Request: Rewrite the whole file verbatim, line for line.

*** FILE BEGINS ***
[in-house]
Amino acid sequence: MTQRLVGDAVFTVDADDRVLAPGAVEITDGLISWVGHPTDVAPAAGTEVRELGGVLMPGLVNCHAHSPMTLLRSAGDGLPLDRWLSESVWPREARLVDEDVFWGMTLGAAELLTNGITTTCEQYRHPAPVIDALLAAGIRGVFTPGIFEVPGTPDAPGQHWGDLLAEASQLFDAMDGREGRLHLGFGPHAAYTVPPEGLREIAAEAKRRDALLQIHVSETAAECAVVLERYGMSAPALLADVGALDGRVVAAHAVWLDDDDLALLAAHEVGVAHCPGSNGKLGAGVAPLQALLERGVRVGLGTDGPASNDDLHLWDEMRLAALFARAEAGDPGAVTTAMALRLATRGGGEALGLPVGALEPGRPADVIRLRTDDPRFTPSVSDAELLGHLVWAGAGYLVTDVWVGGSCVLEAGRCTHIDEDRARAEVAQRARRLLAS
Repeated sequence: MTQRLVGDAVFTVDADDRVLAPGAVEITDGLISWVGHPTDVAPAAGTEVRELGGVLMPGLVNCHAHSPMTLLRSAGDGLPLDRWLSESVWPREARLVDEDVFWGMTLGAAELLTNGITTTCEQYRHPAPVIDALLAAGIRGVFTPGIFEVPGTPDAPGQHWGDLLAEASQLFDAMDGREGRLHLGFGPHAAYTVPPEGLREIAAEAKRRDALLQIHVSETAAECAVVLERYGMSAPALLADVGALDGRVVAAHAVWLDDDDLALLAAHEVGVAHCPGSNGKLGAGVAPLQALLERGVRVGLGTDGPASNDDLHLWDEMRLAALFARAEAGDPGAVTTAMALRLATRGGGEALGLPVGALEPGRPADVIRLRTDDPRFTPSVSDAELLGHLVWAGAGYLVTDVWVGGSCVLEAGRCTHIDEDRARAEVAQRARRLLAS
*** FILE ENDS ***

[in-house]
Amino acid sequence: MTQRLVGDAVFTVDADDRVLAPGAVEITDGLISWVGHPTDVAPAAGTEVRELGGVLMPGLVNCHAHSPMTLLRSAGDGLPLDRWLSESVWPREARLVDEDVFWGMTLGAAELLTNGITTTCEQYRHPAPVIDALLAAGIRGVFTPGIFEVPGTPDAPGQHWGDLLAEASQLFDAMDGREGRLHLGFGPHAAYTVPPEGLREIAAEAKRRDALLQIHVSETAAECAVVLERYGMSAPALLADVGALDGRVVAAHAVWLDDDDLALLAAHEVGVAHCPGSNGKLGAGVAPLQALLERGVRVGLGTDGPASNDDLHLWDEMRLAALFARAEAGDPGAVTTAMALRLATRGGGEALGLPVGALEPGRPADVIRLRTDDPRFTPSVSDAELLGHLVWAGAGYLVTDVWVGGSCVLEAGRCTHIDEDRARAEVAQRARRLLAS
Repeated sequence: MTQRLVGDAVFTVDADDRVLAPGAVEITDGLISWVGHPTDVAPAAGTEVRELGGVLMPGLVNCHAHSPMTLLRSAGDGLPLDRWLSESVWPREARLVDEDVFWGMTLGAAELLTNGITTTCEQYRHPAPVIDALLAAGIRGVFTPGIFEVPGTPDAPGQHWGDLLAEASQLFDAMDGREGRLHLGFGPHAAYTVPPEGLREIAAEAKRRDALLQIHVSETAAECAVVLERYGMSAPALLADVGALDGRVVAAHAVWLDDDDLALLAAHEVGVAHCPGSNGKLGAGVAPLQALLERGVRVGLGTDGPASNDDLHLWDEMRLAALFARAEAGDPGAVTTAMALRLATRGGGEALGLPVGALEPGRPADVIRLRTDDPRFTPSVSDAELLGHLVWAGAGYLVTDVWVGGSCVLEAGRCTHIDEDRARAEVAQRARRLLAS